Pregnancy and Weight Gain

If there is one thing I learned during pregnancy, it's that we have so little control over how the body functions. At least, that was my experience. Everyone talks about the food cravings, but I hardly imagined how powerful those cravings would be. In the second trimester, once the nausea wore off, my body craved croissants on an almost daily basis. How convenient it was that my work was located around the corner from a delicious bakery!

Anyway, I would like to talk about pregnancy weight gain, not my cravings for croissants. (I'm sure the two have nothing to do with each other...) According to the Babycenter website, I should have expected to gain an average of 25 to 35 pounds over nine months, almost all of it in the second and third trimester, and the weight gain was supposed to be more or less linear.

That is not what happened.

What happened was this:

True to my nature, I charted my weight gain throughout pregnancy. During the first trimester, I lost a couple of pounds due to constant nausea. In the "honeymoon" second trimester, which was filled with lots of energy and many apricot croissants, I only gained a few pounds. When the third trimester arrived, I started putting on weight like gangbusters (though I laid off the croissants). What I found most mind-boggling was that the weight gain had nothing to do with my food consumption. One morning, I would wake up and discover I had gained three pounds overnight. How did that happen?

I didn't quite make it to the full nine months, as my baby arrived at 35 weeks 6 days, almost a month early. This is what I looked like the day I went to the hospital, at 35 weeks 5 days:

35 weeks 5 days
I was ready to pop, no doubt. (My water broke that morning, so does that mean that I had technically already popped by then?) But even though I looked huge, my total weight gain by the end of pregnancy was 19 pounds. (Note to the blogosphere: Apart from certain pregnancy forums, it appears to be taboo to discuss weight and weight gain on the internet or in real life. But I feel that there is a need to publicly discuss real pregnancies, if only to dispel the illusion of the perfect pregnancy image perpetuated by Hollywood. Every woman and every pregnancy is different, and this is only my experience which I am adding to the conversation.) How did it happen that I gained less than the recommended amount? Well, I was only pregnant for eight months, so I'm sure that had something to do with it, but otherwise, I have no idea. My body did what it wanted, and gained weight when it needed to gain weight. Babycenter kept telling me that I was not gaining enough and was putting my baby at risk of something-or-other. Let me tell you, this kind of language caused me a lot of anxiety. But I was measuring right on time, and my OB was not at all concerned, which definitely helped alleviate some of my fears, and also made me realize that Dr. Google doesn't really know what he is talking about.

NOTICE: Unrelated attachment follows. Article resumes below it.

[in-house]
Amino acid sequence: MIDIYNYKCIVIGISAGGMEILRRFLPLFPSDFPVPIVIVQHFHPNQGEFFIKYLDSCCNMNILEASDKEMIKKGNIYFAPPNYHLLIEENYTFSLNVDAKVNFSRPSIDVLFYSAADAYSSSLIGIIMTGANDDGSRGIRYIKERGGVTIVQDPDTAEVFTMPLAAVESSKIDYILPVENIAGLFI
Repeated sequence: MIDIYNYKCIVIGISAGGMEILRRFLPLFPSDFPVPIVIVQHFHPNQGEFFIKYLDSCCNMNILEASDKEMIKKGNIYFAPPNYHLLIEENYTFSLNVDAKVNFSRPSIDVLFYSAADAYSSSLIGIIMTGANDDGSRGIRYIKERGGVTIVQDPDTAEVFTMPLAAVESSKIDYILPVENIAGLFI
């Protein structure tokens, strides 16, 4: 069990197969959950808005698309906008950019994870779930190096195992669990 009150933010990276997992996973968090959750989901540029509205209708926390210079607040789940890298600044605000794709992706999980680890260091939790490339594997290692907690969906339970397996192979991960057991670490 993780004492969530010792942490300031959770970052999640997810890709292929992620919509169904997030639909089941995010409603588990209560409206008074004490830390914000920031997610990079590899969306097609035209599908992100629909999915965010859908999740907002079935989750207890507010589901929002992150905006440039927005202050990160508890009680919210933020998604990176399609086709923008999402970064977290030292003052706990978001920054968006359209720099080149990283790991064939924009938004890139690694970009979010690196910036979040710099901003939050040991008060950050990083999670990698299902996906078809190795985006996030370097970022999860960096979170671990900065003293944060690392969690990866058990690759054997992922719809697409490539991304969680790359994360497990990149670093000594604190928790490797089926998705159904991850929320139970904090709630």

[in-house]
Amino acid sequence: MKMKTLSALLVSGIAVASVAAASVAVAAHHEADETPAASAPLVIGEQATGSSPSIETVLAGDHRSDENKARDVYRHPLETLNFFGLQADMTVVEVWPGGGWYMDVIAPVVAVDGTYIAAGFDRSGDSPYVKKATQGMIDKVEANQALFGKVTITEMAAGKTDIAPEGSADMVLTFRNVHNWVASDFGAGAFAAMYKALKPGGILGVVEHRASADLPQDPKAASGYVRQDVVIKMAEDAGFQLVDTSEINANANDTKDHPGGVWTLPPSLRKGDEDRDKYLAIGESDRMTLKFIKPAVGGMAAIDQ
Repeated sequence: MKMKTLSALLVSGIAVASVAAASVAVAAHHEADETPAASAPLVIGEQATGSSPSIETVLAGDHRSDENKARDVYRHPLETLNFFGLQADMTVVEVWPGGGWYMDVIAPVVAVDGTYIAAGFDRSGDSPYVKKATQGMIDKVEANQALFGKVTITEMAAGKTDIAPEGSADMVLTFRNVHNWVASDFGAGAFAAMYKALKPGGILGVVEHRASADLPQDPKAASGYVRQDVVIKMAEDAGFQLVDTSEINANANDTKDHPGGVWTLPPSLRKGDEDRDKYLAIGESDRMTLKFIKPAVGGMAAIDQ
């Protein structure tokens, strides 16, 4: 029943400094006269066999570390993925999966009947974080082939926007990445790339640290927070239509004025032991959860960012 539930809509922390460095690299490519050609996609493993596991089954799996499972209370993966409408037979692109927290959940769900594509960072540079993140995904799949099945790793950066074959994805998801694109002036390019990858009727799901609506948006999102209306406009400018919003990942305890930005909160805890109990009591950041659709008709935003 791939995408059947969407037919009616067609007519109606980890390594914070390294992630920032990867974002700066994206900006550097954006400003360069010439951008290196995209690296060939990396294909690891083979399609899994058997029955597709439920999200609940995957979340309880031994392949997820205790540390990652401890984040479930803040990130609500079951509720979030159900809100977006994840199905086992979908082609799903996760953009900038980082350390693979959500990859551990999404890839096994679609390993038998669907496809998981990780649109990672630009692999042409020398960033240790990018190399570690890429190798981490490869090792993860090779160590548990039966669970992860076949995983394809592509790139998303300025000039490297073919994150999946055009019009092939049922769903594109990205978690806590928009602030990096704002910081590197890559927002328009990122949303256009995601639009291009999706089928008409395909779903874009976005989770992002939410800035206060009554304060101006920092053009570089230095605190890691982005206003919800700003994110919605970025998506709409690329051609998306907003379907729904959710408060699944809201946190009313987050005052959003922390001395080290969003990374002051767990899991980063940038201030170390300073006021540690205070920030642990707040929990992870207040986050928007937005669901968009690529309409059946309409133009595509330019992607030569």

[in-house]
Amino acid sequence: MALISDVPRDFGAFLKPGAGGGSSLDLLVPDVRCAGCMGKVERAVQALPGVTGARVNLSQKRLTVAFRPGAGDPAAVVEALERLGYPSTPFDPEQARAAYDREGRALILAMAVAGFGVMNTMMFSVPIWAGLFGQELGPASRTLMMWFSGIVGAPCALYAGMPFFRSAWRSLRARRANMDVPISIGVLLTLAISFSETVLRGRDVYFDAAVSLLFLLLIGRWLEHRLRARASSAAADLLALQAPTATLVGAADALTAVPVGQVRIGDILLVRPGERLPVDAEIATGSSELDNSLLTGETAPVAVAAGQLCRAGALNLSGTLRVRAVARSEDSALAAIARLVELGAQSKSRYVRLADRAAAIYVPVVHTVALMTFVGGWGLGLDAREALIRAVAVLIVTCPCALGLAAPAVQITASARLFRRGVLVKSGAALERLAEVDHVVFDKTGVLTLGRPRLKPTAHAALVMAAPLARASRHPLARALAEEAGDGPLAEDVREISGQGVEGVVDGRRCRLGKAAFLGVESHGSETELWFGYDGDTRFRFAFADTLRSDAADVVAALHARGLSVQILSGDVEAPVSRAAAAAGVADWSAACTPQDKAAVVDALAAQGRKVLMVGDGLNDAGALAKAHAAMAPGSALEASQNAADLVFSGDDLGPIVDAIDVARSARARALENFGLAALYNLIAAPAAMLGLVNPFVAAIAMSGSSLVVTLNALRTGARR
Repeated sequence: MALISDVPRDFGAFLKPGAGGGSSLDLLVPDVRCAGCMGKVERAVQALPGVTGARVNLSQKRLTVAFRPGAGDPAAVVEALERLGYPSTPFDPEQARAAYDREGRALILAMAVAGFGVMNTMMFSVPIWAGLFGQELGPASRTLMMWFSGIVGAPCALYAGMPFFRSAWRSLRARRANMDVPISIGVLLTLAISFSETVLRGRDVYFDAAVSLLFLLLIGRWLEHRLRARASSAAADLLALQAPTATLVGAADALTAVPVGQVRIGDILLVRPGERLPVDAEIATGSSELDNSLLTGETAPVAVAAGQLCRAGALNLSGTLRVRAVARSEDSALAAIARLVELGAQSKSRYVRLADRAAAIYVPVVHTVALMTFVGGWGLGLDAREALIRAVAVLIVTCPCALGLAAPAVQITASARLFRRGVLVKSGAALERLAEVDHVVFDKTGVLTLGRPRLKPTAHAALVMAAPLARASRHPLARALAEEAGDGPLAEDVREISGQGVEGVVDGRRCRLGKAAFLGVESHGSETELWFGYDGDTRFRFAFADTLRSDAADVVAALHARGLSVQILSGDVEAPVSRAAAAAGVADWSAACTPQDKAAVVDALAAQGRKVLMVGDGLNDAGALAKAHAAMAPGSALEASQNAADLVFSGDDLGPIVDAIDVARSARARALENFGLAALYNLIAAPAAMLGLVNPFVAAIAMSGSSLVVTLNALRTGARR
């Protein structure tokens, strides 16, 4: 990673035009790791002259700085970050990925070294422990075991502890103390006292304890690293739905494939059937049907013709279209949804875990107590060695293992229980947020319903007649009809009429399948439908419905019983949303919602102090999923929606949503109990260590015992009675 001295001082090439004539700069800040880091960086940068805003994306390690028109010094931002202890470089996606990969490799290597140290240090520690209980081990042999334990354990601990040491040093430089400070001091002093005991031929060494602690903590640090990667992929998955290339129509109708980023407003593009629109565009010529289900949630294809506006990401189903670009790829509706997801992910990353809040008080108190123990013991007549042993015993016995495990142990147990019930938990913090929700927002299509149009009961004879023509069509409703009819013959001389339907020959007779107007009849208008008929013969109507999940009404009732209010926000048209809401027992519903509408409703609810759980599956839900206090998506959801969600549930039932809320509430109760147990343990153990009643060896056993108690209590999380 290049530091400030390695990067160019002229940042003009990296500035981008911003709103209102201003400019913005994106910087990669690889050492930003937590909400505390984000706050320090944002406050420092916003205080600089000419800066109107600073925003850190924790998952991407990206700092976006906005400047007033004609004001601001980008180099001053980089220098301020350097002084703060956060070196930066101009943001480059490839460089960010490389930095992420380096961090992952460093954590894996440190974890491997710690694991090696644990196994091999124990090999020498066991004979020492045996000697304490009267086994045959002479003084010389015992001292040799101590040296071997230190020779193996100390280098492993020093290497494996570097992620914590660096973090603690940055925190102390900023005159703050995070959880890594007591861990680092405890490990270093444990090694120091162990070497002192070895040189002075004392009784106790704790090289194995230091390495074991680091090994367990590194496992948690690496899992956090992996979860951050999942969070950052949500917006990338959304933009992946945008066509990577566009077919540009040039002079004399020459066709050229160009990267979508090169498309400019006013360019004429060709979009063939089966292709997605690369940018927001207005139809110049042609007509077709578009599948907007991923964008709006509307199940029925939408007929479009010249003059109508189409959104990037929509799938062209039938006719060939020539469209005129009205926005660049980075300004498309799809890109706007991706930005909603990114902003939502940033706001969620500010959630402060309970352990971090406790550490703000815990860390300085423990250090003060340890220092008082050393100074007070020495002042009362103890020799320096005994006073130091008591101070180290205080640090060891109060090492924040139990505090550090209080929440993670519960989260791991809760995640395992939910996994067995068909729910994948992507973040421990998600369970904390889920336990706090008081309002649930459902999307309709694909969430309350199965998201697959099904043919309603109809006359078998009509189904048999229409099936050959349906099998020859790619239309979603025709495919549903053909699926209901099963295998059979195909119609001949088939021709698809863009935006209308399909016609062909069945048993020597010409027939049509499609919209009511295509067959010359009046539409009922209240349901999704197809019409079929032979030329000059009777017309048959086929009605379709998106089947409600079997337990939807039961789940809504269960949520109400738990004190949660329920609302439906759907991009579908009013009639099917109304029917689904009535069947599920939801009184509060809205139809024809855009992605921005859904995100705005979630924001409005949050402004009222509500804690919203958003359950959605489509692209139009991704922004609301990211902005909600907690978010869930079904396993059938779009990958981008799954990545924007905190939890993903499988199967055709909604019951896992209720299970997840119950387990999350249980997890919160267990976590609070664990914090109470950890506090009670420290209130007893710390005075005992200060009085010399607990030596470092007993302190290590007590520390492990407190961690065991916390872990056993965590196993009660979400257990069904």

Now, if the weight conversation around pregnancy is taboo, it is practically nonexistent when it comes to postpartum weight loss (with the exception of a few wonderfully honest people - hi, Lauren!). Mostly, what I heard was that if it takes nine months (eight in my case) to gain all the weight, it will take approximately as long to lose it. That's what I kept telling my husband, anyway, lest he expected me to bounce back in a week or something ridiculous like that. I also assumed that as I lost the weight, I would slowly get back into my pre-pregnancy shape.